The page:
I first saw Everest on stage in Silverlake, where the fivesome opened an ovewhelmingly righteous evening of all-star music at The Echo about a year-and-a-half ago. It was one of those spectacularly rare, history-making moments. Pollard poured out his heart and struck mine, etching a lasting impression as the best live music experience I’d felt in a long time.
Though Radar Bros were simultaneously releasing a CD and saying goodbye with friends and guests aplenty contributing and Silversun Pickups’ Brian Aubert kicked down some poignant acoustic covers, Everest was the band causing susurrant whirr. I heard it from the buzzing cicada-like whispers that spread across the room when Everest’s set came to a close. New but not. Innately ablaze. Neil Young. That’s how I caught it – a fungal fascination with the legend-making Los Angeles band that keeps it real. Really.
Poseurs they are not. Hot dogs piled with tasty adventures to relish they certainly are. A speedy rundown: Everest’s debut album was released on Vapor Records (Neil Young’s label) in May ’08. They fell right into tour with My Morning Jacket, Neil Young, Wilco, and Death Cab for Cutie. Not too shabby.
Everest is a team effort standing on 10 strong legs of expert indie-rock-alt-country-folk musicianship. Russell Pollard leads with vocals and acoustic guitar. Jason Soda and Joel Graves both play guitar and keys. Elijah Thomson solidly grooves the bass. And Davey Latter slathers drums and percussion just so.
The tracks they recorded live with us in the studio range from ‘old’ favorites to new favorites and from illuminated, harmony-laden honey to charcoal-lined brillo. All ply apart the ribs to dig, root and frolic in the blood and innerspace of lucky listeners.
Keeping the Score streams steady, driven by a wonderfully addictive drum beat, embellished by handclaps at the bonnet and the boot. The rhythm is strong and Pollard’s voice, in contrast, comes off hoarsely exhausted, fully appropriate to the context of the song – a tiresome relationship that continues through the undying, coursing pulse of life. Standing By is dark immersion painted with spaciously lush jam time. Juicy bass leads the warm familiar-feeling Fallen Feather, drenched in minor chords and adorned with sunsplashes plus a Pink Floyd dip that only Everest could accomplish while maintaining their singularity. Tall Buildings, simple with classic rock progressions, highlights Pollard’s authentic intensity and distinctively cool voice. Trees is genuinely uplifting, filled with bright harmonies. Finally, Rebels in the Roses will ever be one of their best.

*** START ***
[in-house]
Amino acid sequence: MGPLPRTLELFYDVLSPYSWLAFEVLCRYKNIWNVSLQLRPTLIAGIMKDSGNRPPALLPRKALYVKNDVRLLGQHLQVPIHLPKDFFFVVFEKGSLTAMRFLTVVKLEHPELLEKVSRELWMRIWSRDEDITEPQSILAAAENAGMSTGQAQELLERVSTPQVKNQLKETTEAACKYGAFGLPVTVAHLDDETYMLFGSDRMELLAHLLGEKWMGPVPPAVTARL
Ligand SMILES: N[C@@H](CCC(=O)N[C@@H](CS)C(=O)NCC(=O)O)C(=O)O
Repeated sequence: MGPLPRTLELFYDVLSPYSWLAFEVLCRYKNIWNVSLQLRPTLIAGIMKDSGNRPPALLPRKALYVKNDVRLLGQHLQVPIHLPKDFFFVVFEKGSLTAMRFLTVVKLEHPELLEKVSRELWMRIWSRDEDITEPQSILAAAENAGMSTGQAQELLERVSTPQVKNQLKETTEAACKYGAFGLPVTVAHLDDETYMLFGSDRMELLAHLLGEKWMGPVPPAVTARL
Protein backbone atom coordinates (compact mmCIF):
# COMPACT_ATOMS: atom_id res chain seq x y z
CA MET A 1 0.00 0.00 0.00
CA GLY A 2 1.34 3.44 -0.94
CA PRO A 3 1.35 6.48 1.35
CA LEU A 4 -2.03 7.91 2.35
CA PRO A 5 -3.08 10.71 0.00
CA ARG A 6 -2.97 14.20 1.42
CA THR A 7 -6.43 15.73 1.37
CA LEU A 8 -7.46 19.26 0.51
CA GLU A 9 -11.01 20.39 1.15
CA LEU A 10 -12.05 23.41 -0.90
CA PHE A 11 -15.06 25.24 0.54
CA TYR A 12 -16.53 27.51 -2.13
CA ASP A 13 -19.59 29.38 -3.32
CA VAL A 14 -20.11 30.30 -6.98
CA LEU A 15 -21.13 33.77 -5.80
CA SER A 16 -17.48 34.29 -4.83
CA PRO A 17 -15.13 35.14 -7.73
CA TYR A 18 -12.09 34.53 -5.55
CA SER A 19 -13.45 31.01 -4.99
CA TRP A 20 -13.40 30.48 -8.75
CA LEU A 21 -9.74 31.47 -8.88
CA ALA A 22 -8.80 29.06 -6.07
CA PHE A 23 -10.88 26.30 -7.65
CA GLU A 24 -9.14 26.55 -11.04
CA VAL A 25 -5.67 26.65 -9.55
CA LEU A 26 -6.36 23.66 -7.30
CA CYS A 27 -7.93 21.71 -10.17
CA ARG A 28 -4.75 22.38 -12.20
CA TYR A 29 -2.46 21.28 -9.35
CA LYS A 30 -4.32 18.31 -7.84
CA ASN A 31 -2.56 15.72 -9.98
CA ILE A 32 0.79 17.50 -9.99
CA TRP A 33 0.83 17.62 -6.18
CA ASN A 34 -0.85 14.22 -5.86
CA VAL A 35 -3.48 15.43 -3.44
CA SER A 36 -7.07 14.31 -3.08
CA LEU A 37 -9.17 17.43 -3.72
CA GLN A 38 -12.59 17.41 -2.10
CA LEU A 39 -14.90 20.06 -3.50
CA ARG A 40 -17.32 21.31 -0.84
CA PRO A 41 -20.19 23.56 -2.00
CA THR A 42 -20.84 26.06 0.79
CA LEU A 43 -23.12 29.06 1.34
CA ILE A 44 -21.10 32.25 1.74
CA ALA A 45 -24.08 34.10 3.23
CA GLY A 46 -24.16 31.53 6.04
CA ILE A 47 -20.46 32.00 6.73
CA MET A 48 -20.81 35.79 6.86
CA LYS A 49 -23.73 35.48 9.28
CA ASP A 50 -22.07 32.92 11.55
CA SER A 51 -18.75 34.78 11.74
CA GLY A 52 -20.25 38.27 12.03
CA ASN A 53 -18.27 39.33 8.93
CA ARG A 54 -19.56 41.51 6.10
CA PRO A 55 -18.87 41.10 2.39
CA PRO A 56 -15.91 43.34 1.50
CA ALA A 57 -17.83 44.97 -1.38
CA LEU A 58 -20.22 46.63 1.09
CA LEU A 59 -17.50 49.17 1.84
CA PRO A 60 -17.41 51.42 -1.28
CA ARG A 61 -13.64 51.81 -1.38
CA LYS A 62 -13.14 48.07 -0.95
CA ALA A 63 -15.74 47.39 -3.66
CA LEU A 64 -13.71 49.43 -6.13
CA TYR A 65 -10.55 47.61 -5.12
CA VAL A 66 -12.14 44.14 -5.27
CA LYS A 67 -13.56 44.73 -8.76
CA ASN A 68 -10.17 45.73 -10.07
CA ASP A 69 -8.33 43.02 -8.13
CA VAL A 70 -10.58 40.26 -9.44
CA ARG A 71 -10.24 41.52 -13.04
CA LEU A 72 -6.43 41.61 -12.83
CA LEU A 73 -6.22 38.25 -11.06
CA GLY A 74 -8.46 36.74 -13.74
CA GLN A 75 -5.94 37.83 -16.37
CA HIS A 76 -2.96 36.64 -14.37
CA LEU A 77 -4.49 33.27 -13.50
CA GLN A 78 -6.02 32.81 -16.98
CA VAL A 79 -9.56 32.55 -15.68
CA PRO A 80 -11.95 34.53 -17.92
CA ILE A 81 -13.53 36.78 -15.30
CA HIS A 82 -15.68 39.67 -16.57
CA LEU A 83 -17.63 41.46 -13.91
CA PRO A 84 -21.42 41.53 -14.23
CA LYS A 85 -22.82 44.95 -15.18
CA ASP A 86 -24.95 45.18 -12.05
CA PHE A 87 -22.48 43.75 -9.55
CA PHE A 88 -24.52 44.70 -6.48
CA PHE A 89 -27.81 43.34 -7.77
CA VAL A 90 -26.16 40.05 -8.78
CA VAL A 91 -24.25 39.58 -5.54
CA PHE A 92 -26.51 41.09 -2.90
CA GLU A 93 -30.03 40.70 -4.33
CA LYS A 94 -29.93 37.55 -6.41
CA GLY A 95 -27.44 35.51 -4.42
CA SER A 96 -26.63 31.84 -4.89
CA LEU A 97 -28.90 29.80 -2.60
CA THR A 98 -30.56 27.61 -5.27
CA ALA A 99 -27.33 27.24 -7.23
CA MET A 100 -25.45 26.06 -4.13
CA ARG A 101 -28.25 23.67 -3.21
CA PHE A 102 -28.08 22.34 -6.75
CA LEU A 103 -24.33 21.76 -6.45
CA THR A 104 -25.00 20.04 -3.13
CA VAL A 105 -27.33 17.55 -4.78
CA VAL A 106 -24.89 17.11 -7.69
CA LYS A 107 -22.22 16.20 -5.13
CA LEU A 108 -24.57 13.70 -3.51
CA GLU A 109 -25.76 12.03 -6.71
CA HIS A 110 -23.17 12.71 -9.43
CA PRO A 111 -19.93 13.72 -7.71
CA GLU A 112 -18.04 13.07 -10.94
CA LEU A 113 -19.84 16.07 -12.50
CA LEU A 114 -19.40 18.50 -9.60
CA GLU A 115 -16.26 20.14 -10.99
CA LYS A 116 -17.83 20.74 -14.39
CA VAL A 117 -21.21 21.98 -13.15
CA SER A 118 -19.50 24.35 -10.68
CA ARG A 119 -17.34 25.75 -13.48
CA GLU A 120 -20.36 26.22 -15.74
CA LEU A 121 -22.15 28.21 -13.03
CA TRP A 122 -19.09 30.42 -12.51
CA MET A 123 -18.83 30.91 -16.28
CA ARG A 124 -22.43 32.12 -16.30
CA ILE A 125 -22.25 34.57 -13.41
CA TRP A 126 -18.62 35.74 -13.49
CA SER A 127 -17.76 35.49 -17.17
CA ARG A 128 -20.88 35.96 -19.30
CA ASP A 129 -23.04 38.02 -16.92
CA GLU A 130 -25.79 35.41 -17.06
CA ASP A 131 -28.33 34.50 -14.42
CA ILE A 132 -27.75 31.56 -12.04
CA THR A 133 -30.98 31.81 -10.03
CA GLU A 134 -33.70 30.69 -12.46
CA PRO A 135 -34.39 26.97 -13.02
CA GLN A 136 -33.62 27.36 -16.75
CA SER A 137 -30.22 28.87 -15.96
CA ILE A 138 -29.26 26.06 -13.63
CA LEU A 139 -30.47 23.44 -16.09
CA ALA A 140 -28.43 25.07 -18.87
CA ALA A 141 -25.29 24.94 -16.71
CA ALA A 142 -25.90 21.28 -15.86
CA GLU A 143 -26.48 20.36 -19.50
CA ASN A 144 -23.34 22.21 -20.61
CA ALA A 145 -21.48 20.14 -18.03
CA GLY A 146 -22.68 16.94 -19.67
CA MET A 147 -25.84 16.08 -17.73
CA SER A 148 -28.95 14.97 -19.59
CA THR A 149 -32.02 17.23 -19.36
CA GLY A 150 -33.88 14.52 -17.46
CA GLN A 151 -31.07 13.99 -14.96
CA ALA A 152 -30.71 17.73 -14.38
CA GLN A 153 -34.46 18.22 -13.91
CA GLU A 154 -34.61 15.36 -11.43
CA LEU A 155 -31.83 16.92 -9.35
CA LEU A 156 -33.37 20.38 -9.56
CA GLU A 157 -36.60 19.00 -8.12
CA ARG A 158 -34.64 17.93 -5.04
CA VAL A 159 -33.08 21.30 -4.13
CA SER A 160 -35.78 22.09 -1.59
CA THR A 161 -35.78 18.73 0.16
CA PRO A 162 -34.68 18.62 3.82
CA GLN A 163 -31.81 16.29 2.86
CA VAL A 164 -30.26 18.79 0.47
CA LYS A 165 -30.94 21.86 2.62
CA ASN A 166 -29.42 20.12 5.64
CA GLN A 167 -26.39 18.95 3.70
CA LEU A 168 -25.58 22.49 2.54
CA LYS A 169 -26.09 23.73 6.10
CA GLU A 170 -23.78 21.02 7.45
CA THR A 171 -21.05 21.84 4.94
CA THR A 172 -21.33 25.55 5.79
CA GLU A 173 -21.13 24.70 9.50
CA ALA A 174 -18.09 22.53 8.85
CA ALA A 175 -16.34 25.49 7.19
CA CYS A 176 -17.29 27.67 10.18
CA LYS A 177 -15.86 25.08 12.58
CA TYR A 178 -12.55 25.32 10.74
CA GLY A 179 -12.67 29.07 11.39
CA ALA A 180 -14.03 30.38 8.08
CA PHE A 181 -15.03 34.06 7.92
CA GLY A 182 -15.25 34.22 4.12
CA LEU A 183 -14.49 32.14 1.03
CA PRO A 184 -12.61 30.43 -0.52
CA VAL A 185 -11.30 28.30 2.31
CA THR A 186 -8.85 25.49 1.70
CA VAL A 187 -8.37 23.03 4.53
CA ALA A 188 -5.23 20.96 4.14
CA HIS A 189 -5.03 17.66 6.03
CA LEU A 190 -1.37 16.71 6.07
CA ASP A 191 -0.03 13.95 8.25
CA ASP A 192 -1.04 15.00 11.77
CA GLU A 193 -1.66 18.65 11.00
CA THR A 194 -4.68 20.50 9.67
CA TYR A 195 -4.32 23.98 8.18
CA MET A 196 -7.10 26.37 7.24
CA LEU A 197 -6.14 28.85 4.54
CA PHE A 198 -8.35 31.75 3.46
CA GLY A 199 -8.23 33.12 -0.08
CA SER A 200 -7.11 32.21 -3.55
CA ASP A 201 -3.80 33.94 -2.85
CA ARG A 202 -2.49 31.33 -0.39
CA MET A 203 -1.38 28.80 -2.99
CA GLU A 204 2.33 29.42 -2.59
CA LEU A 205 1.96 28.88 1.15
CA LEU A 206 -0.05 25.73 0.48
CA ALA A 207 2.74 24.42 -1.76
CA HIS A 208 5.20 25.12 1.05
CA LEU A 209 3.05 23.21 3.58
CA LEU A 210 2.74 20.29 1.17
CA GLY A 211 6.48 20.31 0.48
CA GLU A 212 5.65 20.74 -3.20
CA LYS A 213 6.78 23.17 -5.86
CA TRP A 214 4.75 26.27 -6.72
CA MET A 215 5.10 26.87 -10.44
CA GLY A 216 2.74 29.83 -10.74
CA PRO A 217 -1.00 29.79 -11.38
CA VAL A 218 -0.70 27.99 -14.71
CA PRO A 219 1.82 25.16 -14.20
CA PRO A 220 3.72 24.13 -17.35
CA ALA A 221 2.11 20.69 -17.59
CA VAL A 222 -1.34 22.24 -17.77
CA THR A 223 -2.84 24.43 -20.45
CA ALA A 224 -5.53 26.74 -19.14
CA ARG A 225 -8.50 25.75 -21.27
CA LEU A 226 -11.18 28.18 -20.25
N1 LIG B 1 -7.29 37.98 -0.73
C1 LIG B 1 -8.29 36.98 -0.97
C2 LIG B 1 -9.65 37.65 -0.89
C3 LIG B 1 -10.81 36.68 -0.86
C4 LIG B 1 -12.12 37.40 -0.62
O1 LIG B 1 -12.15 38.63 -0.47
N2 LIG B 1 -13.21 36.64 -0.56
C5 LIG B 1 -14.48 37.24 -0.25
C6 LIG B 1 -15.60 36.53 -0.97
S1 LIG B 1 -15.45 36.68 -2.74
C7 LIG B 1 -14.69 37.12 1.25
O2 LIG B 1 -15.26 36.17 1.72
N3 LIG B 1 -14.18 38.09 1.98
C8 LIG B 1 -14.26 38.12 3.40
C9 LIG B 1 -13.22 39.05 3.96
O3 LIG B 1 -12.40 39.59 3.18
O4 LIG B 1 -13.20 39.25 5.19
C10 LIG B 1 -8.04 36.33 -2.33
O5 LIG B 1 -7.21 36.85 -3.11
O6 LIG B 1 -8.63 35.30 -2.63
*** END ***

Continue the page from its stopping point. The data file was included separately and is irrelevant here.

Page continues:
Unabashedly, I am crazy about Everest. They are pure, classic rock-Americana goodness happening right now. Please listen over and over. Their songs are like tiny encapsulated sponge creatures that expand when watered by receptive connoisseurs of music honest and true.
Listen to the Exclusive Live Tracks (option/click to download):
Buy Ghost Notes (Vapor).
Editor’s note of Revision: The show at the Echo was January 28th, 2008. I know now because I looked it up when a kind gent informed me I must have been in some drug-induced stupor that night, fabricating fantastic memories of Russ Pollard and his guitar. Honestly, there was no peyote or other substance involved, just hella good vibes, good people and boastfully rich hometown superhero musicians. What I’m certain of is that Everest made a soul-hammering impression on me then and, in general, I feel proud and lucky to share standing room in LA’s hotbed of sonic delight. PS – Thank you to Kevin Bronson for his memory-jogging account of that famed evening HERE. I’ll try to lay off the Roy Rogers next time.